Written by: Vince Morales, Executive Contributor
Executive Contributors at Brainz Magazine are handpicked and invited to contribute because of their knowledge and valuable insight within their area of expertise.
More information is constantly published on the internet, and anyone anywhere has easy access. But with so much quality information and too many choices, information overload is inevitable. The only way you can work effectively, increase your focus levels, and improve productivity is by being careful of the type of content you consume. So, if you have been under too much pressure and are failing to think clearly, take the following steps to overcome information overload, retain your focus, and get more done.
The Interaction Design Foundation (n.d.) asserts that to complete a task or make a decision, a person experiencing information overload is faced with an excess of available information. As a result, the decision-making process becomes impeded, leading to poor or even non-decisions due to the situation. The designers of products (e.g., a website or an app) or services should take particular care to prevent information overload from negatively impacting users’ experience when designing products.
In his 1964 work, The Managing of Organizations, Bertram Gross, a professor of political science and a writer on the management of organizations, coined the term. A significant problem in history has been information overload, particularly during the Renaissance and Industrial Revolution periods. Despite this, there has been a dramatic increase in information available to us since the advent of the Information Age, as well as the access to powerful and low-cost data collection methods that allow us to collect data on an automated basis. Due to this reason, the issue of information overload is more relevant than ever. Some causes of information overload include:
There is a constant flow of enormous amounts of latest information being created.
The ease with which information can be created, duplicated, and shared on the internet.
The exponential growth of information channels, such as radio, television, print media, websites, email, mobile telephony, RSS feeds, etc., could be attributed to the increased channels to receive information.
An abundance of conflicting information, contradictory information, and plain old inaccurate information can be found.
No simple methodology can be used to analyze, compare, and evaluate information sources instantly.
It appears that groups of information do not have a clear structure, and there are no substantial clues as to the relationships between distinct information groups.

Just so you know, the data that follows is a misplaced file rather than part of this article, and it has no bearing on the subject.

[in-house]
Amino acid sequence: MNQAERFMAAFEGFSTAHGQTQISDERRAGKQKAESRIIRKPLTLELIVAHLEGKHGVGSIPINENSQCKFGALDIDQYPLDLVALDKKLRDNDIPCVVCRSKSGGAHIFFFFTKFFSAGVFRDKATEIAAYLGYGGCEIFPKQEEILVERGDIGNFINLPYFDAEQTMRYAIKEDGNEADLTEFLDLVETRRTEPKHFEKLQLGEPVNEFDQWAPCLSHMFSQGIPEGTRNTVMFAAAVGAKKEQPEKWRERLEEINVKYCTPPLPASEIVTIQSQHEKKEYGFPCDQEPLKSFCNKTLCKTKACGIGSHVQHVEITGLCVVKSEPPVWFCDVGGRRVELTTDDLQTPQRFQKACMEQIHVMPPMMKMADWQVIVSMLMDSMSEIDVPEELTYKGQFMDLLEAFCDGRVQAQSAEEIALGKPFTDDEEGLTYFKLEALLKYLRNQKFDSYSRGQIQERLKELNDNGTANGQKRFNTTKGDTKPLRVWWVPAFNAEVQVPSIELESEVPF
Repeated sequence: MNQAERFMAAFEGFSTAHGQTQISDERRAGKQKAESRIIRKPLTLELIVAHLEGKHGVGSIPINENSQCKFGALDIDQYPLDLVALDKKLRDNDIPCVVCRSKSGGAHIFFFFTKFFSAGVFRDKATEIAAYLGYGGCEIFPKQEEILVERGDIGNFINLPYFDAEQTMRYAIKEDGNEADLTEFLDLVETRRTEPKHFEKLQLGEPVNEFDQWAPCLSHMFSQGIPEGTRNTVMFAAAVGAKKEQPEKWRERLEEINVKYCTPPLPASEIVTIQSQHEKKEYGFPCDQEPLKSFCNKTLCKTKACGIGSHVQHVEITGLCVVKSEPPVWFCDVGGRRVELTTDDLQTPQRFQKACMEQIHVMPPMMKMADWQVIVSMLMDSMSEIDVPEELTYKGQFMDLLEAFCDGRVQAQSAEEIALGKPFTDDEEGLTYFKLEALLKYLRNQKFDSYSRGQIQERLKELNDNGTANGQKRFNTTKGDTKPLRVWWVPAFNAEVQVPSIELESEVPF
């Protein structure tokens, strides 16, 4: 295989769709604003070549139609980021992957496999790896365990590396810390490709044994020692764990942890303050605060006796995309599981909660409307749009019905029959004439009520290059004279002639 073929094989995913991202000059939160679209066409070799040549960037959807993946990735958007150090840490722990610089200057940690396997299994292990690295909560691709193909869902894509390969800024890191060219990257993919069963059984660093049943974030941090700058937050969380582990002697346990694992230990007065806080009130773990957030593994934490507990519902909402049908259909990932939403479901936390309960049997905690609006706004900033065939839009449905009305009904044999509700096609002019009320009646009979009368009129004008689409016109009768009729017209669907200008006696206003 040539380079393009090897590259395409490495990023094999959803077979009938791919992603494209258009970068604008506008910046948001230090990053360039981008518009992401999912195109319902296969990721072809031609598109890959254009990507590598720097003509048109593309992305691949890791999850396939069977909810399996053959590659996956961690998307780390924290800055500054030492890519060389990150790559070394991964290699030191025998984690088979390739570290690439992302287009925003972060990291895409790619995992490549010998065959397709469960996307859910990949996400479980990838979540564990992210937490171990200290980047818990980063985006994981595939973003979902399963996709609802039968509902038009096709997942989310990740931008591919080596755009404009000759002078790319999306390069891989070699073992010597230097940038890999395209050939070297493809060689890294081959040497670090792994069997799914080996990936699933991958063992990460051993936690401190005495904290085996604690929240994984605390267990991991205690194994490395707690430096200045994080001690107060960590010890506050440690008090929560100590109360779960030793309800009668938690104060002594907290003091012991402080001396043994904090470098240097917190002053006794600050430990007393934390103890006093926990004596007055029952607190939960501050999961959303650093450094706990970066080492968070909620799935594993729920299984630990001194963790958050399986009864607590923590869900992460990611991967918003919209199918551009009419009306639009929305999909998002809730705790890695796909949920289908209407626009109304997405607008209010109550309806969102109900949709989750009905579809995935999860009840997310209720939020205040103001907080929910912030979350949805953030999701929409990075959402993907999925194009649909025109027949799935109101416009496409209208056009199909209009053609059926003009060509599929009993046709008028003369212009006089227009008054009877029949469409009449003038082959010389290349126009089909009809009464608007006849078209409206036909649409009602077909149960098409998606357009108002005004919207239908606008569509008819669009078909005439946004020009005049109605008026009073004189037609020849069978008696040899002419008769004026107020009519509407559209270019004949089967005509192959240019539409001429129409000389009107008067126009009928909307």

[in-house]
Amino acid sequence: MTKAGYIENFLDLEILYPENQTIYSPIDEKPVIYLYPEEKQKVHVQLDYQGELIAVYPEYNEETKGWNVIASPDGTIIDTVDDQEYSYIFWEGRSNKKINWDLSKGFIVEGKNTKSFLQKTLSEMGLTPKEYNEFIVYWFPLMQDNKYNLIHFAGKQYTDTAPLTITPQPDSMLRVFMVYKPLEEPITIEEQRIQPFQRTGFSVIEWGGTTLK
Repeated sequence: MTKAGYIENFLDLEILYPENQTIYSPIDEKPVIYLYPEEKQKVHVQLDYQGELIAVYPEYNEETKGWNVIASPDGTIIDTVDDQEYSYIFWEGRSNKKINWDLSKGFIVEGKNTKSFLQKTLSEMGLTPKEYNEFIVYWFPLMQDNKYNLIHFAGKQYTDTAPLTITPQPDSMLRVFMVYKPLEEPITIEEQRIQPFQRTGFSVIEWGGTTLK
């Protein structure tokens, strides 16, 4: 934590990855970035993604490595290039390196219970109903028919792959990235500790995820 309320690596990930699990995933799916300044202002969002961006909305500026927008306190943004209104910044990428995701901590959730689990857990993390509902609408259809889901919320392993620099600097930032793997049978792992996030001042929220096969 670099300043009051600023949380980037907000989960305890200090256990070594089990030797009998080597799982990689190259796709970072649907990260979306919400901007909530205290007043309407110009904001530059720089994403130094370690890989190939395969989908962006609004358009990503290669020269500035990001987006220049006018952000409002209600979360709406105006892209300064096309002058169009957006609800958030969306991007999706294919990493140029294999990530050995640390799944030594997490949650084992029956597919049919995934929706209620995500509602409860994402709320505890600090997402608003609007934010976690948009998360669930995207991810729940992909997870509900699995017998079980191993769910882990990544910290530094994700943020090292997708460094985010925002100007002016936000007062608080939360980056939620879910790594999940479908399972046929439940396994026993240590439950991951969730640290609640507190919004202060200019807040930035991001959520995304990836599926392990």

One main thing that leads to information overload is overworking and failing to take breaks. So, rest. Always take short breaks when working. Do not focus on getting more done within a brief time or before the day ends. Realize the significance of stepping away from your desk in increasing productivity levels and reaching your goals.
Suppose you work 6 to 8 hours daily, set aside at least an hour for relaxation. For example, if you are currently working on a complex project, schedule 15-minute breaks between tasks. Use the Pomodoro Technique to work more effectively and ensure you produce exceptional work.
The Pomodoro Technique is an effective time management method developed by Francesco Cirillo. It is when you use a timer to break down work into 25-minute or 50-minute intervals separated by short breaks. Doing this helps you avoid interruptions, improve your focus, and produce quality work. So, try it.
Focus on work during working hours and avoid anything related to your job while at home. Avoid thinking about work, discussing, or checking your phone or computer for work emails.
Realize that relaxation is as important as getting work done; the only way to complete tasks is by recharging. So, avoid anything mentally taxing during break time or relaxation time.
Clear your mind. Engage in activities that help you to relax and stay physically fit. Create an exercise routine and stick to it. Set aside at least 30 minutes daily or three times weekly to run, jog, or do stretch exercises. Pick a hobby or favorite sport, learn, and be available for it. This is a fantastic way to improve your physical and mental well-being and maximize productivity.
Prioritize your work and the information you consume. Know the type of information crucial to the task at hand to ensure you only concentrate on sources that align with your goals. Avoid reading anything you get your hands on or clicking on every link that seems appealing to you.